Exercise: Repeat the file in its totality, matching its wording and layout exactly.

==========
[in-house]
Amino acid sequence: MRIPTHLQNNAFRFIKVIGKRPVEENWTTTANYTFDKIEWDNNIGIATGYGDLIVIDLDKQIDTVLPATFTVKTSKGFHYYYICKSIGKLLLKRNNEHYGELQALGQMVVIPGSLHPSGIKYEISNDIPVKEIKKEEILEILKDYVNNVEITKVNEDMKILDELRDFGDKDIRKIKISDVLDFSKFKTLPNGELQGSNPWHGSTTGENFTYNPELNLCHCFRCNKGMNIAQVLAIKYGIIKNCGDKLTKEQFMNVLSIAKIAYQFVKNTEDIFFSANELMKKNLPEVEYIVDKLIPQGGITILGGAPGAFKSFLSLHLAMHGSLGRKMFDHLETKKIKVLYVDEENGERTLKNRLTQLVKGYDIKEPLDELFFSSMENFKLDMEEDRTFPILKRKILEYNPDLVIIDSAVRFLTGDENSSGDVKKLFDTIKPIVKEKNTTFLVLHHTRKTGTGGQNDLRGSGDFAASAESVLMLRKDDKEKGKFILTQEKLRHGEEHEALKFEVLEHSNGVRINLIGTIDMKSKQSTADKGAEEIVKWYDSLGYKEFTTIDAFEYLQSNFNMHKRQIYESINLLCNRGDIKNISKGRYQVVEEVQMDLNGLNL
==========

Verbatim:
[in-house]
Amino acid sequence: MRIPTHLQNNAFRFIKVIGKRPVEENWTTTANYTFDKIEWDNNIGIATGYGDLIVIDLDKQIDTVLPATFTVKTSKGFHYYYICKSIGKLLLKRNNEHYGELQALGQMVVIPGSLHPSGIKYEISNDIPVKEIKKEEILEILKDYVNNVEITKVNEDMKILDELRDFGDKDIRKIKISDVLDFSKFKTLPNGELQGSNPWHGSTTGENFTYNPELNLCHCFRCNKGMNIAQVLAIKYGIIKNCGDKLTKEQFMNVLSIAKIAYQFVKNTEDIFFSANELMKKNLPEVEYIVDKLIPQGGITILGGAPGAFKSFLSLHLAMHGSLGRKMFDHLETKKIKVLYVDEENGERTLKNRLTQLVKGYDIKEPLDELFFSSMENFKLDMEEDRTFPILKRKILEYNPDLVIIDSAVRFLTGDENSSGDVKKLFDTIKPIVKEKNTTFLVLHHTRKTGTGGQNDLRGSGDFAASAESVLMLRKDDKEKGKFILTQEKLRHGEEHEALKFEVLEHSNGVRINLIGTIDMKSKQSTADKGAEEIVKWYDSLGYKEFTTIDAFEYLQSNFNMHKRQIYESINLLCNRGDIKNISKGRYQVVEEVQMDLNGLNL